The Science Behind LED Lights

Published on: 

Columns | <b>Cannabis Voices</b>

With grow light technology constantly advancing, Noah Miller, CEO of Black Dog LED, discusses the research behind grow light technology and its future in cannabis.

The mechanics of grow light technology is continuously advancing to better suit the needs of growers. Through these constant improvements, cannabis cultivators are able to better provide the proper necessities for the best cannabis growth. Here, Noah Miller, CEO of Black Dog LED, delves into the world of grow light technology and how it will continue to evolve.

How did you and your company get involved in the cannabis industry?

Noah Miller: Black Dog LED was purpose-built to be involved in the cannabis industry from the very beginning—we did not pivot into the industry. The founder wanted a quality light that was less dangerous to use in a home environment than high-pressure sodium vapor (HPS) lights—the most common type of lighting available at the time being used to flower cannabis. He tried some of the early light-emitting diode (LED) grow lights on the market, but was sorely disappointed, and felt he could do better. Fast forward 10 years and we are on our fifth generation of lights and have developed the most unique spectrum focused on growing high-quality cannabis.

What is the correct spectrum for flowering cannabis plants?

Miller: This question is almost impossible to answer since the permutations available to us are too many to test in a lifetime. Creating the perfect spectrum is something that may take another 50 years, however, with the research available to us we have been able to engineer a spectrum that accomplishes the goals of most indoor cannabis cultivators. These primary goals are, of course, yield and quality, but also include controlling plant morphology (growth pattern) so that the plant is easier to control and flower indoors as well as other benefits we can achieve with a properly engineered spectrum.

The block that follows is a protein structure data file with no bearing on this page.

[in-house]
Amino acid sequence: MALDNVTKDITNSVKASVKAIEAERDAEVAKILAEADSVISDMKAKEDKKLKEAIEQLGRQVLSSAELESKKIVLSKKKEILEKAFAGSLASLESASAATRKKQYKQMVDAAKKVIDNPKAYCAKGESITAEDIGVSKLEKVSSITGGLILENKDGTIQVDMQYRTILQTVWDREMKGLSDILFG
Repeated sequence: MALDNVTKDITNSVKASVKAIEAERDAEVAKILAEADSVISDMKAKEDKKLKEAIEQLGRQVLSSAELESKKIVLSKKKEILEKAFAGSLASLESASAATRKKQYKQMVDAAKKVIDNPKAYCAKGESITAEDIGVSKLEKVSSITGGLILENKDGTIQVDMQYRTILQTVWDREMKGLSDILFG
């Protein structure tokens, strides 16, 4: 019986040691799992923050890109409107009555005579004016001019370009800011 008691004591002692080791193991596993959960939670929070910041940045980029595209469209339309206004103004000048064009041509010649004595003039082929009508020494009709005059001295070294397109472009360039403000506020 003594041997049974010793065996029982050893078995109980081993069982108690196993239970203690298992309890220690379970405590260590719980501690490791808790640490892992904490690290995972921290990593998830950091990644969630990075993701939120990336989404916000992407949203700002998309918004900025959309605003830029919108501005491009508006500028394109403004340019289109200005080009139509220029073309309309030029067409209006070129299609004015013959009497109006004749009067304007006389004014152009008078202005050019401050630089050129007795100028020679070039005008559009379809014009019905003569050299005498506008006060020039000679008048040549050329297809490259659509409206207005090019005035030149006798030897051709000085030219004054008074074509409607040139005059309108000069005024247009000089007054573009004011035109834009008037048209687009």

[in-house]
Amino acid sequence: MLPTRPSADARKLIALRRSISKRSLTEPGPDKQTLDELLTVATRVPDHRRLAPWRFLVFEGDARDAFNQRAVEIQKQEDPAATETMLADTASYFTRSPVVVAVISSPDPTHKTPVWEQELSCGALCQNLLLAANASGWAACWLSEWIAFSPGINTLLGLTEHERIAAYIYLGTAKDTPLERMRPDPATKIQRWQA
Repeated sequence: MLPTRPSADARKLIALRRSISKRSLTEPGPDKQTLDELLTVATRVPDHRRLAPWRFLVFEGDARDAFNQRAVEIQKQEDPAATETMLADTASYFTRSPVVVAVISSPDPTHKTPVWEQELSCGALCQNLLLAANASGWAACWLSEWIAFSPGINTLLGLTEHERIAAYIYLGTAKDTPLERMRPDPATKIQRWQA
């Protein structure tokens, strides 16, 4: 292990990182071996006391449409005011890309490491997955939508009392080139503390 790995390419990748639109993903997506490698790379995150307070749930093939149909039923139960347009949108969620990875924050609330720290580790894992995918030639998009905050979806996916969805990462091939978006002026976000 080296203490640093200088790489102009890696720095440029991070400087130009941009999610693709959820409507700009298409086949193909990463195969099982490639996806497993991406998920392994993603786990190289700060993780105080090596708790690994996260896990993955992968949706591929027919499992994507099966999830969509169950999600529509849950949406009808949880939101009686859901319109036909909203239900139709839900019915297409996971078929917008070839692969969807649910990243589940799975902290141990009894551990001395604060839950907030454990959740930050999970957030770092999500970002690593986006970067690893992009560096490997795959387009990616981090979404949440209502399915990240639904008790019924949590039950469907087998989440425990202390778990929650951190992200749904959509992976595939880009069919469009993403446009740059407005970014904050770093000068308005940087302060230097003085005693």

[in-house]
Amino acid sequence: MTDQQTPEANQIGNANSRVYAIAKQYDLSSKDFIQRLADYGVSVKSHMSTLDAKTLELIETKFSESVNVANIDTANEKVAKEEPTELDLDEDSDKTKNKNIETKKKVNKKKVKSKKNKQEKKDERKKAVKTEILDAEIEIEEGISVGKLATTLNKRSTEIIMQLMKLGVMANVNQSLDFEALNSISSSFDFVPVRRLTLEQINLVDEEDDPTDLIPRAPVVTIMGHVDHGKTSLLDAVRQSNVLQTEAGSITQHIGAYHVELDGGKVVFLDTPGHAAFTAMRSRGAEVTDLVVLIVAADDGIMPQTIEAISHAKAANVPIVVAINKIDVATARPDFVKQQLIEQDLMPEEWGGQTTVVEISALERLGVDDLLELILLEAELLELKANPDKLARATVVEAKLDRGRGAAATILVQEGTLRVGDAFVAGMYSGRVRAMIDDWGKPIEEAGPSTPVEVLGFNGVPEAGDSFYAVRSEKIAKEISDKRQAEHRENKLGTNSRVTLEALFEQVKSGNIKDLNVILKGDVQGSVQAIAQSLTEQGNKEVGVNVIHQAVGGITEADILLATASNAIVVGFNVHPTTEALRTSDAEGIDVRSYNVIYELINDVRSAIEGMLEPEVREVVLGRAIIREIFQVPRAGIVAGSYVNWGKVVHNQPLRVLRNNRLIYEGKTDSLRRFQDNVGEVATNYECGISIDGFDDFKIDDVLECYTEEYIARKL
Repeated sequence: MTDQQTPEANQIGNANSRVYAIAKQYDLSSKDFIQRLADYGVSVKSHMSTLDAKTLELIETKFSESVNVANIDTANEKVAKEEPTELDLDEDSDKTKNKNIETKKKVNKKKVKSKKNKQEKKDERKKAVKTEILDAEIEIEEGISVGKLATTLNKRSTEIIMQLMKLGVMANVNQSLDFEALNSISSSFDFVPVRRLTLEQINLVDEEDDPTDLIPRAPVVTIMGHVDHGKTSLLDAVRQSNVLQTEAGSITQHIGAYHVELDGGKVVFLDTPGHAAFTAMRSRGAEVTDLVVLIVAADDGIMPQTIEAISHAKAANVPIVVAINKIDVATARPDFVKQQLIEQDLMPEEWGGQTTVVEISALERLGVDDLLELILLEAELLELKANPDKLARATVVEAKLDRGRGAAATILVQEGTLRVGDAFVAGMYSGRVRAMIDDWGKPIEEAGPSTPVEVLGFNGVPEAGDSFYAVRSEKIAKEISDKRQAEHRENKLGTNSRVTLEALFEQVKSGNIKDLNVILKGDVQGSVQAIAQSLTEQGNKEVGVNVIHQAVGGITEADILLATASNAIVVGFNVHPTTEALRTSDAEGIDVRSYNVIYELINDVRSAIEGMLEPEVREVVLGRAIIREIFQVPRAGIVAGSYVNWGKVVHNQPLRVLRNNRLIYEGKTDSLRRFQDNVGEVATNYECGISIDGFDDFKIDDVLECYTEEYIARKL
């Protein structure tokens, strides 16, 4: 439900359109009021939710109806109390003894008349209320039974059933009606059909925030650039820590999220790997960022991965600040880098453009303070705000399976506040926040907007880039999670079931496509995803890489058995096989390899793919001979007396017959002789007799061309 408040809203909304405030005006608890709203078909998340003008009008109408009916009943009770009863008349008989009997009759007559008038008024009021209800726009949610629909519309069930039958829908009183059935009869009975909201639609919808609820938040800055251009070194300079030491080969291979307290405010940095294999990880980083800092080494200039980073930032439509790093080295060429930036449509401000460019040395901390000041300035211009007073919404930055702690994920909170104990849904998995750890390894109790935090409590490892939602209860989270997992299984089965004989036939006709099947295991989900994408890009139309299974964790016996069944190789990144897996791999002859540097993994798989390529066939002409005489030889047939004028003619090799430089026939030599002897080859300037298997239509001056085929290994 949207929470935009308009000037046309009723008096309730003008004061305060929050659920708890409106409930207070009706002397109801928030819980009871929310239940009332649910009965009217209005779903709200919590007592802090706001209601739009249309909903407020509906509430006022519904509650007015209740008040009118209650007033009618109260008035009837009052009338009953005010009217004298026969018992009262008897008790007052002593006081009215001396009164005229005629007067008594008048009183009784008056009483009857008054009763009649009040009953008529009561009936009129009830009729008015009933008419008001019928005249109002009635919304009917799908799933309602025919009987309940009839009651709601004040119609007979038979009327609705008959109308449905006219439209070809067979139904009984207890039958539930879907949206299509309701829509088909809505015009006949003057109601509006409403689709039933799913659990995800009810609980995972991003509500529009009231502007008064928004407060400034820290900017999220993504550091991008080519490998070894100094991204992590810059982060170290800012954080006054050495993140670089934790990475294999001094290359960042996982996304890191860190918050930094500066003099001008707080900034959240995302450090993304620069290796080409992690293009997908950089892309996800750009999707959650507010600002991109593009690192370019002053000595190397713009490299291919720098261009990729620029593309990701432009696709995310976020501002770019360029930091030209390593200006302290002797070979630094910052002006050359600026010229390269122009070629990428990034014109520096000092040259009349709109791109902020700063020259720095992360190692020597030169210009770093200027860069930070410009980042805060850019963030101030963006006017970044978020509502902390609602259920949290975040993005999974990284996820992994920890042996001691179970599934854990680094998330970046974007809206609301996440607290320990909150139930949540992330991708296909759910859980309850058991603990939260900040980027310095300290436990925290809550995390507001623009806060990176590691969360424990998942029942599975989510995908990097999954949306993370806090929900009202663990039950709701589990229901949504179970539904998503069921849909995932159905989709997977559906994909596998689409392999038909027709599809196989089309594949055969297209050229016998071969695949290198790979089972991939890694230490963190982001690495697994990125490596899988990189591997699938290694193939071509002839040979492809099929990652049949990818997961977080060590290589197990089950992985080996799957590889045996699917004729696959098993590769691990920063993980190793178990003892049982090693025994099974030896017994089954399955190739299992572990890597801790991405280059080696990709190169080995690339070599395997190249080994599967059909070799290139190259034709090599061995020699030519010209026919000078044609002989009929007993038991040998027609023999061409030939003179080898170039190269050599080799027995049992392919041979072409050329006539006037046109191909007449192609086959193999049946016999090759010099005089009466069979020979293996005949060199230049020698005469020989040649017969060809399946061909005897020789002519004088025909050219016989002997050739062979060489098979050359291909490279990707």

What is the difference between your LED grow lights and others that are on the market?

Miller: The main difference between our lights and the others is the countless hours of scientific research spent in identifying what makes cannabis plants grow and flower. Our team comes from a scientific background and we understand that different wavelengths of light result in different effects within a plant. As such, we sought to develop a grow light that focused on flower yield and quality, which differs from other spectrums that focus on growth, which would be a better fit for leafy greens.

Can you provide further detail on the lighting spectrum your grow light technology produces?

Miller: In the past, grow lighting has been provided by technologies designed to illuminate areas for humans, which also happened to grow plants. Fluorescent/induction lights work for very short plants, but are inefficient and lack the intensity necessary to grow taller plants. High-intensity discharge (HID) lighting provides this intensity and better efficiency but limits plant growth due to inadequate spectral coverage and intense heat. All of these technologies were designed for illuminating areas for people, not plants. LED technology allows the creation of lighting with both high efficiency and a completely tuned light spectrum.

Our product is the result of many years of research—and even more importantly years of researching cannabis grows—to fine-tune an LED light spectrum for growing plants that maximize yield, quality, and efficiency.